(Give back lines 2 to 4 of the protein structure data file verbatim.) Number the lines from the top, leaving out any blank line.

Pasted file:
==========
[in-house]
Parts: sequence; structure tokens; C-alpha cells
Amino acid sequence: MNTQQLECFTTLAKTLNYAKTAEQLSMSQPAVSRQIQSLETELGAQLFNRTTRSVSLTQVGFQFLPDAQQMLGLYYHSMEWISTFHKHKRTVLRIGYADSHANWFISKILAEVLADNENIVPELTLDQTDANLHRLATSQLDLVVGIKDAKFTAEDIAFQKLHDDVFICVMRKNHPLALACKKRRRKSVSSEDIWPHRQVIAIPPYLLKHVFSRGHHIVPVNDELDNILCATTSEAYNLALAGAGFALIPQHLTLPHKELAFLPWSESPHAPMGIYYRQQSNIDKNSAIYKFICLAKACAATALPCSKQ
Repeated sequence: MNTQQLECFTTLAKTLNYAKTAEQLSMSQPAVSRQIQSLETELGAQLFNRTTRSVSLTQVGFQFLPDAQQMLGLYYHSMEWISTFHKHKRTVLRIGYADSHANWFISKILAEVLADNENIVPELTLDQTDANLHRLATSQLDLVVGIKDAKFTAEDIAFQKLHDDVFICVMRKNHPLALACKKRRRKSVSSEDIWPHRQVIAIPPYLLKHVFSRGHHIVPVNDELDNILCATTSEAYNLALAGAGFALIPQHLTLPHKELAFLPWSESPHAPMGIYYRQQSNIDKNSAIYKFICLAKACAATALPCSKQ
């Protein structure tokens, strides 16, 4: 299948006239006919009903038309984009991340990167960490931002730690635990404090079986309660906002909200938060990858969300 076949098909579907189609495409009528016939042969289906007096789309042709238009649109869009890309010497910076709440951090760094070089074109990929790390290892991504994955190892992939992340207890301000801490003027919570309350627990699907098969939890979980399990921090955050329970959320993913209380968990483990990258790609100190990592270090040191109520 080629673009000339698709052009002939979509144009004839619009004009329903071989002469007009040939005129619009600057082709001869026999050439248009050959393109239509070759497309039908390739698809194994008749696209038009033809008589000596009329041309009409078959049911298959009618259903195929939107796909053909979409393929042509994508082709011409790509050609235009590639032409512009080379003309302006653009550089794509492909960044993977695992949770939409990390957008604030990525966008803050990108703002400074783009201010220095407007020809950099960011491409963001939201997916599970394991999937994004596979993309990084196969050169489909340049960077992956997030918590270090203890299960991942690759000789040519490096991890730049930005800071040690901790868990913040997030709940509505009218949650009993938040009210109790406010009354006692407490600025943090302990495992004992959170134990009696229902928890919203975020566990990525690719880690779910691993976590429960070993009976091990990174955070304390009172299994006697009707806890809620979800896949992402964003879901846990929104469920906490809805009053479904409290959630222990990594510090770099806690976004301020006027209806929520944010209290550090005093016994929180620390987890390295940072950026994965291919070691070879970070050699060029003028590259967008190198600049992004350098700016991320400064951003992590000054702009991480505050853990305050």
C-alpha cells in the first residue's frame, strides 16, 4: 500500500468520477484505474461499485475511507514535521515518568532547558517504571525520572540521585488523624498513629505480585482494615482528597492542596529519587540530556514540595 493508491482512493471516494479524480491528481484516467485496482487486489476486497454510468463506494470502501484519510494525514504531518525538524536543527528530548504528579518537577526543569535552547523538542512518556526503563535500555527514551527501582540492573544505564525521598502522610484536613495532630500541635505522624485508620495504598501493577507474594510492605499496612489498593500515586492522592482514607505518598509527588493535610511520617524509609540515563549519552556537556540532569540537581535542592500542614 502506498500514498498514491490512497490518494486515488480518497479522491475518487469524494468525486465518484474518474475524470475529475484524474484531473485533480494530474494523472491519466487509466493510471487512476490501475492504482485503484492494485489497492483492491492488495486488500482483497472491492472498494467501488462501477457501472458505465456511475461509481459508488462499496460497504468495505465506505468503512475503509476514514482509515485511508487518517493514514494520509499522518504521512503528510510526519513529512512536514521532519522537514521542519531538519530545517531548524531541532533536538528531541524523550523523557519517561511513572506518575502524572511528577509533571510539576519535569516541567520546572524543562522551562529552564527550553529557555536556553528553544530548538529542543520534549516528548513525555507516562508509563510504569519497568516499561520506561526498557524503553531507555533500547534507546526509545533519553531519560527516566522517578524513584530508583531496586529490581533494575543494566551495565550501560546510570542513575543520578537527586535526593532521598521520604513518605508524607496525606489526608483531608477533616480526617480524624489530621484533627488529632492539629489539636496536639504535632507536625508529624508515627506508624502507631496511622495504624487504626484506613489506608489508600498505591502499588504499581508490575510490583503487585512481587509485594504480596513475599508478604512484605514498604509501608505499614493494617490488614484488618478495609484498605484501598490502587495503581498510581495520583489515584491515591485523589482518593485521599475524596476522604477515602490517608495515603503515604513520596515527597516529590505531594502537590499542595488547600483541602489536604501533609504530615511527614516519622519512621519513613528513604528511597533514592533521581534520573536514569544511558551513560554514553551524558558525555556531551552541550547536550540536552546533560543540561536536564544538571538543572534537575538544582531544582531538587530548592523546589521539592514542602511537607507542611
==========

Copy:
Parts: sequence; structure tokens; C-alpha cells
Amino acid sequence: MNTQQLECFTTLAKTLNYAKTAEQLSMSQPAVSRQIQSLETELGAQLFNRTTRSVSLTQVGFQFLPDAQQMLGLYYHSMEWISTFHKHKRTVLRIGYADSHANWFISKILAEVLADNENIVPELTLDQTDANLHRLATSQLDLVVGIKDAKFTAEDIAFQKLHDDVFICVMRKNHPLALACKKRRRKSVSSEDIWPHRQVIAIPPYLLKHVFSRGHHIVPVNDELDNILCATTSEAYNLALAGAGFALIPQHLTLPHKELAFLPWSESPHAPMGIYYRQQSNIDKNSAIYKFICLAKACAATALPCSKQ
Repeated sequence: MNTQQLECFTTLAKTLNYAKTAEQLSMSQPAVSRQIQSLETELGAQLFNRTTRSVSLTQVGFQFLPDAQQMLGLYYHSMEWISTFHKHKRTVLRIGYADSHANWFISKILAEVLADNENIVPELTLDQTDANLHRLATSQLDLVVGIKDAKFTAEDIAFQKLHDDVFICVMRKNHPLALACKKRRRKSVSSEDIWPHRQVIAIPPYLLKHVFSRGHHIVPVNDELDNILCATTSEAYNLALAGAGFALIPQHLTLPHKELAFLPWSESPHAPMGIYYRQQSNIDKNSAIYKFICLAKACAATALPCSKQ